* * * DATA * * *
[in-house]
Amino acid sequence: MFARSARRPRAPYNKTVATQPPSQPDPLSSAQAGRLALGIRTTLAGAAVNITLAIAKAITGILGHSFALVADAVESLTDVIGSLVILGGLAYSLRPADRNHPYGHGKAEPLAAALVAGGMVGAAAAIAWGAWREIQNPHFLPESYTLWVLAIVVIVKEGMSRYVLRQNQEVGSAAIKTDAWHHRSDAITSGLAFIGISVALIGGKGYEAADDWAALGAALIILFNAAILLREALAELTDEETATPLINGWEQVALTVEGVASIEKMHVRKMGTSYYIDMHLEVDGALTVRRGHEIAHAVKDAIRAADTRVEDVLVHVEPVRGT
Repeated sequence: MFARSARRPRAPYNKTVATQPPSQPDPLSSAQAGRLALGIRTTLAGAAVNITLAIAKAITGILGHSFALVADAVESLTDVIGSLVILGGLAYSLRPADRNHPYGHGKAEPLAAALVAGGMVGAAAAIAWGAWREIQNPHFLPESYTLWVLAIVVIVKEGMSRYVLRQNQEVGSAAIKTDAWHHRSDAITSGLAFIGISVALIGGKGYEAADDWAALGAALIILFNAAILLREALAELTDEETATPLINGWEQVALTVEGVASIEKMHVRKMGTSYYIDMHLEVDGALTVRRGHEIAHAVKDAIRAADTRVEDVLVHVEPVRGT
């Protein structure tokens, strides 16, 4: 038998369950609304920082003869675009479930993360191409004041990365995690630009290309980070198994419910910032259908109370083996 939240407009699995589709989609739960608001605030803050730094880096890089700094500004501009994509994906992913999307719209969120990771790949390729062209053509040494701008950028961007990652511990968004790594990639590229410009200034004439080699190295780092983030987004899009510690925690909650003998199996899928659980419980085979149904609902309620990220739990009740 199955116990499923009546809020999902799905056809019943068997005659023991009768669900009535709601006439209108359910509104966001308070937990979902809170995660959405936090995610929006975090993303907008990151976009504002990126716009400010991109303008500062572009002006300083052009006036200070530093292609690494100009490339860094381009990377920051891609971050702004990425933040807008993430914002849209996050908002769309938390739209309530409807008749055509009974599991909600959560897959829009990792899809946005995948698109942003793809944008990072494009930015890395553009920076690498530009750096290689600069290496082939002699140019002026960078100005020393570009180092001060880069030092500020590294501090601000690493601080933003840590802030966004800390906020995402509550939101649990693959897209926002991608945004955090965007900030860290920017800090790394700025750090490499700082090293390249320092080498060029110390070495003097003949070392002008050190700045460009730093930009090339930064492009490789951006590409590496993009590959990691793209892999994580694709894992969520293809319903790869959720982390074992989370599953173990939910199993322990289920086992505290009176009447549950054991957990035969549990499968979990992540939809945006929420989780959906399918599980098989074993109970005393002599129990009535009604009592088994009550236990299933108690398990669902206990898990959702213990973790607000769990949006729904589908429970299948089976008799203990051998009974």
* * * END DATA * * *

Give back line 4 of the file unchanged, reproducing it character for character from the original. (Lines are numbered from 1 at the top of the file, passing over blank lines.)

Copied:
């Protein structure tokens, strides 16, 4: 038998369950609304920082003869675009479930993360191409004041990365995690630009290309980070198994419910910032259908109370083996 939240407009699995589709989609739960608001605030803050730094880096890089700094500004501009994509994906992913999307719209969120990771790949390729062209053509040494701008950028961007990652511990968004790594990639590229410009200034004439080699190295780092983030987004899009510690925690909650003998199996899928659980419980085979149904609902309620990220739990009740 199955116990499923009546809020999902799905056809019943068997005659023991009768669900009535709601006439209108359910509104966001308070937990979902809170995660959405936090995610929006975090993303907008990151976009504002990126716009400010991109303008500062572009002006300083052009006036200070530093292609690494100009490339860094381009990377920051891609971050702004990425933040807008993430914002849209996050908002769309938390739209309530409807008749055509009974599991909600959560897959829009990792899809946005995948698109942003793809944008990072494009930015890395553009920076690498530009750096290689600069290496082939002699140019002026960078100005020393570009180092001060880069030092500020590294501090601000690493601080933003840590802030966004800390906020995402509550939101649990693959897209926002991608945004955090965007900030860290920017800090790394700025750090490499700082090293390249320092080498060029110390070495003097003949070392002008050190700045460009730093930009090339930064492009490789951006590409590496993009590959990691793209892999994580694709894992969520293809319903790869959720982390074992989370599953173990939910199993322990289920086992505290009176009447549950054991957990035969549990499968979990992540939809945006929420989780959906399918599980098989074993109970005393002599129990009535009604009592088994009550236990299933108690398990669902206990898990959702213990973790607000769990949006729904589908429970299948089976008799203990051998009974």